Dave Swindells shot an infamous Stone Roses gig

On a Sunday afternoon in summer 1990, 30,000 Stone Roses fans arrived on the man-made Spike Island, somewhere along the River Mersey. What could go wrong?

by Ryan White
10 June 2021, 7:00am

On Sunday the 27th of May 1990, 30,000 people descended on a man-made island along the River Mersey to see The Stone Roses play a one-off gig. A year since the band had released their groundbreaking debut album to widespread acclaim, and a few months since their last live concert, the event drummed up predictably high levels of anticipation. At the peak of illegal rave culture and the Madchester era they helped usher in, Spike Island, once home to a number of chemical waste factories, offered The Stone Roses a perfect location for a concert in keeping with their signature mix of 60s rock n roll and 90s acid house.

Despite a number of challenges, at 9pm that night -- following sets from DJs like Paul Oakenfold and Frankie Bones, and a performance from a Zimbabwean drum orchestra -- the band emerged on stage to riotous jeers. Or, at least, that’s what some people say. The gig was never officially filmed and much of its legend lies in the contradictory accounts of what it was really like. Some say it was epic, others say the sound and the energy was all wrong. But many photographs do exist. Juergen Teller was there for i-D, Patrick Harrison was there for The Face and Dave Swindells, whose pictures of Ibiza in 1989 you’ll likely recognise, was there for The Observer.

Having already worked with The Observer on documenting London’s acid house scene in the summer of 1988, Dave was commissioned to shoot both the gig, and around Manchester the weekend prior. “This meant going back to the Hacienda for Mike Pickering and Graeme Park's Nude Night on the Friday and heading to the Dry Bar and shops like Geese, Eastern Bloc Records and the shops in Afflecks Palace, as well as taking snaps on the street of kids wearing the 'Madchester' and baggy looks,” he says. “I'd been in Manchester a lot in the mid-early and mid-eighties and it was totally buzzing by comparison.”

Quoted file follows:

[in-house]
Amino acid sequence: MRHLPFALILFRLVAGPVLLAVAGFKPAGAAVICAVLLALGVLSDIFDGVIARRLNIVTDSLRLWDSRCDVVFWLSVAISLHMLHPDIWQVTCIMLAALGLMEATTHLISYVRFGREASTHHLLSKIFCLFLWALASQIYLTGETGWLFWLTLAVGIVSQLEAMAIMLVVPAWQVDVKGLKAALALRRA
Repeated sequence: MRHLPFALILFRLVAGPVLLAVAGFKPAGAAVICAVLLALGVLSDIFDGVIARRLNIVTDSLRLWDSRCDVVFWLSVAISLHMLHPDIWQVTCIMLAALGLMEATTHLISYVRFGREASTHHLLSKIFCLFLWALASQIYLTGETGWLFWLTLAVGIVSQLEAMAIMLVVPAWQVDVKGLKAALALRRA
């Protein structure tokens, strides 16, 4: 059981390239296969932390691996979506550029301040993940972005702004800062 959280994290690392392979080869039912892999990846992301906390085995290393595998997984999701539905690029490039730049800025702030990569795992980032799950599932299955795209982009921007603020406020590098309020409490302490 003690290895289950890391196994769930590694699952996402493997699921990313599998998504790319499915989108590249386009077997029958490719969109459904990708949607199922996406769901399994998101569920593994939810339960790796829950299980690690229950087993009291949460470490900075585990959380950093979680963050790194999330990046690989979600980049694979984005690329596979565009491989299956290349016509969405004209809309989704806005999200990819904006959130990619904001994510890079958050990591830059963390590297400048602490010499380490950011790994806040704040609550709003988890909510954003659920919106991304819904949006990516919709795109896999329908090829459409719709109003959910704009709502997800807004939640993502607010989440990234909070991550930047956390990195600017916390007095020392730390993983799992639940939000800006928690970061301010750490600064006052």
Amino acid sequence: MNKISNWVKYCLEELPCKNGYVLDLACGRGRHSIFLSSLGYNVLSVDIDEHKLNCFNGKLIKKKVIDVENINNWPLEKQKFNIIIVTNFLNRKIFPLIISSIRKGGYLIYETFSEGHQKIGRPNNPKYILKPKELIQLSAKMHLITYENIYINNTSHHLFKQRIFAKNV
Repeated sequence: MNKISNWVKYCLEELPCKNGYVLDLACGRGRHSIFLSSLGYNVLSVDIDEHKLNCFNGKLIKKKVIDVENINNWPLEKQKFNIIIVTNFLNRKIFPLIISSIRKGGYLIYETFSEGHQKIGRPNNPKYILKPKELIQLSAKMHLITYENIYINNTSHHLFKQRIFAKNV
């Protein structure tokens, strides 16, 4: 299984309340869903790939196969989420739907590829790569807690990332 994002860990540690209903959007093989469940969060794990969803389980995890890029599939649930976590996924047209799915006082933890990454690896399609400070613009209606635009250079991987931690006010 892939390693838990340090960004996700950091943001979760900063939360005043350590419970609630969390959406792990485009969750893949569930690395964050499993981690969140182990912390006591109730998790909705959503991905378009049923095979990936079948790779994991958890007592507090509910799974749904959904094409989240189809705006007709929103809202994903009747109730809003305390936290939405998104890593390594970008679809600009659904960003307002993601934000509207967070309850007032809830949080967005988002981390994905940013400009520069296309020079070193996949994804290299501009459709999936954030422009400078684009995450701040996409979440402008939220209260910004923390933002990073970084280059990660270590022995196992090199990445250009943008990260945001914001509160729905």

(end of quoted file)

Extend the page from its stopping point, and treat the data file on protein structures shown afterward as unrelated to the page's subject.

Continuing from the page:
Following the gig’s 30th anniversary last summer, Dave decided to look through his archive and see what he’d taken. The images he found now take the form of Spike Island, a book by IDEA that parachutes you into the gig and a moment in history when Manchester’s music and clubs and style seemed unstoppable. So, even if the concert turned out to be more “shambolic” than “iconic”, these pictures — chosen and captioned by Dave himself below — will certainly make you wish you’d been part of the chaos. As Patrick Harrison puts it: “If Spike Island had been this amazing kind of Glastonbury love-in event where everything was beautiful it wouldn’t have been right in a way. The way it was is the way it should have been.”


Death in Widnes

“When you’re Dead Dead Good you scoff at sin and laugh in the face of death!”


The long march

“The Roses’ fans reach the promised island.”


All tied up

“The only people dressed smartly on Spike Island worked for Mr Sweetie.”


All dressed up

“New-Age styling and probably the BEST perm of 1990!”


Statement headwear

“It wasn’t only all-white bucket hats that day.”


Girls talk

“It was a lovely day out in the sunshine.”



“Stacks of chimneys across the Mersey and stacks of Stone Roses Ts and hoodies.”


Golden hour

“The man in the Adidas shorts just really wanted to see the band, not dance into the sunset.”


Climbing frame

“It may not have been entirely safe, but the stewards didn’t give a monkeys.”


 They might be giants

“Good to see a Kylie Minogue fan among the indie-rock hordes.”


High on life

“It’s the only way to be!”


Hello Mum!

“All together now, up close and personal.”

‘Spike Island’ is published by Idea and available to purchase here.


All photographs and captions © Dave Swindells, 2021